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Violence against nurses: will harsher sentences for assaults on emergency workers help?

In 2021, the maximum penalty in England and Wales will double to two years in prison

In 2021, new legislation will mean the maximum penalty in England and Wales will double to two years in prison

Picture: Barts Health NHS Trust

Under new legislation due to come into effect in 2021, people who assault emergency workers in England and Wales will face up to two years in prison double the current maximum penalty.

Nursing Standard readers have their say.

Rachel Kent is a mental health nurse in London

Rachel Kent

While I support treating assaults on healthcare staff and other emergency workers more seriously, including harsher penalties, this will only be effective if staff receive support when making a complaint. If a staff member who has been assaulted by a patient is not supported to make

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In 2021, new legislation will mean the maximum penalty in England and Wales will double to two years in prison

Picture: Barts Health NHS Trust

Under new legislation due to come into effect in 2021, people who assault emergency workers in England and Wales will face up to two years in prison – double the current maximum penalty.

Nursing Standard readers have their say.


Rachel Kent is a mental health nurse in London

Rachel Kent

While I support treating assaults on healthcare staff and other emergency workers more seriously, including harsher penalties, this will only be effective if staff receive support when making a complaint. If a staff member who has been assaulted by a patient is not supported to make a complaint because the patient was ‘unwell’ or ‘intoxicated’, the behaviour is excused and the assault downplayed. Without proper support for staff to report an assault and see it through to prosecution, harsher sentences will make little difference.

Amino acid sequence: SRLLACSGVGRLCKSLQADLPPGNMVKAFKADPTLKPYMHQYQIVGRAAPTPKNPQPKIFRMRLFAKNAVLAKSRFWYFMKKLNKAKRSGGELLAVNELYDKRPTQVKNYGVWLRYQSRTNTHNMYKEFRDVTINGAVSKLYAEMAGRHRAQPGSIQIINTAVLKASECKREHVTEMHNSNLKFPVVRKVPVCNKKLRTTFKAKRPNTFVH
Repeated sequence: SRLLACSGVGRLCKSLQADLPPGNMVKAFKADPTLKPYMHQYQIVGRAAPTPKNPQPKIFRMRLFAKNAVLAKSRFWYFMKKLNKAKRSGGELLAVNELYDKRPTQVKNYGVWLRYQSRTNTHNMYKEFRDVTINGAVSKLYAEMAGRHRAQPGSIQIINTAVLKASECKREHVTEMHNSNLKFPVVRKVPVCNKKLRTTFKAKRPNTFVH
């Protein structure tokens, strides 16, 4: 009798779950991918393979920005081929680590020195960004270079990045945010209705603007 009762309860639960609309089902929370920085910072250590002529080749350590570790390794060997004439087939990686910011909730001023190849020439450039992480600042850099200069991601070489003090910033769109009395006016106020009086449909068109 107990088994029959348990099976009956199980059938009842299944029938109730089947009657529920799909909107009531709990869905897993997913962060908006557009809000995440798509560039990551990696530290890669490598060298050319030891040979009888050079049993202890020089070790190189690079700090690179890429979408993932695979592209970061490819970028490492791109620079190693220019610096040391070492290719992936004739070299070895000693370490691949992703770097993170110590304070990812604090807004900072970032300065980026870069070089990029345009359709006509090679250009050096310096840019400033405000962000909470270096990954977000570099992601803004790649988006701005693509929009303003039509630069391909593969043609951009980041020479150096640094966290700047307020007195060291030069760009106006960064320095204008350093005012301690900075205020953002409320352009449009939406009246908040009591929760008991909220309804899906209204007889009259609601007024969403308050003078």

Drew Payne is a community nurse in London

Drew_Payne

@drew_london

The latest statistics show that of the 9,350 people found guilty of assaulting an emergency worker in England and Wales in 2019, only 1,533 received a custodial sentence. Of these, only one person was sentenced to between six and nine months, with the rest receiving shorter sentences, although the current maximum is one year. What is the point in increasing the maximum prison sentence to two years when only one person so far has received a sentence of over six months? This is all just smoke and mirrors and will do nothing to improve the safety of NHS staff and other emergency workers.


Grant Byrne is a fourth-year nursing student in Edinburgh

Grant Byrne

@GGByrne

No one deserves to face abuse at work, yet violence has historically been seen as part of the job in nursing. In 2018, an RCN report showed that such instances are under-reported by staff, with almost two fifths of nurses opting not to take instances of physical assault further and more than half electing not to report cases of verbal abuse. For some, it was because their patient lacked capacity, for others, it was because they felt nothing would change. If we are to tackle violence in the NHS, we need tackle this view.


Stacy Johnson is an associate professor at the University of Nottingham

Stacy Johnson

@misssdjohnson

Doubling the maximum penalty is a welcome step, but it will not deter some members of the public from assaulting front-line workers. There is a mismatch between the strong message that doubling the maximum sentence sends and the contrasting, derisible prosecution-to-sentencing pipeline. Last year, only one person out of the thousands found guilty of such an assault received a sentence of six months-plus. That’s 0.0089% – in other words, nearly zero; hardly a zero tolerance message. Actual tougher sentencing, not just tougher sentencing legislation, is what is needed.


Readers’ panel members give their views in a personal capacity only

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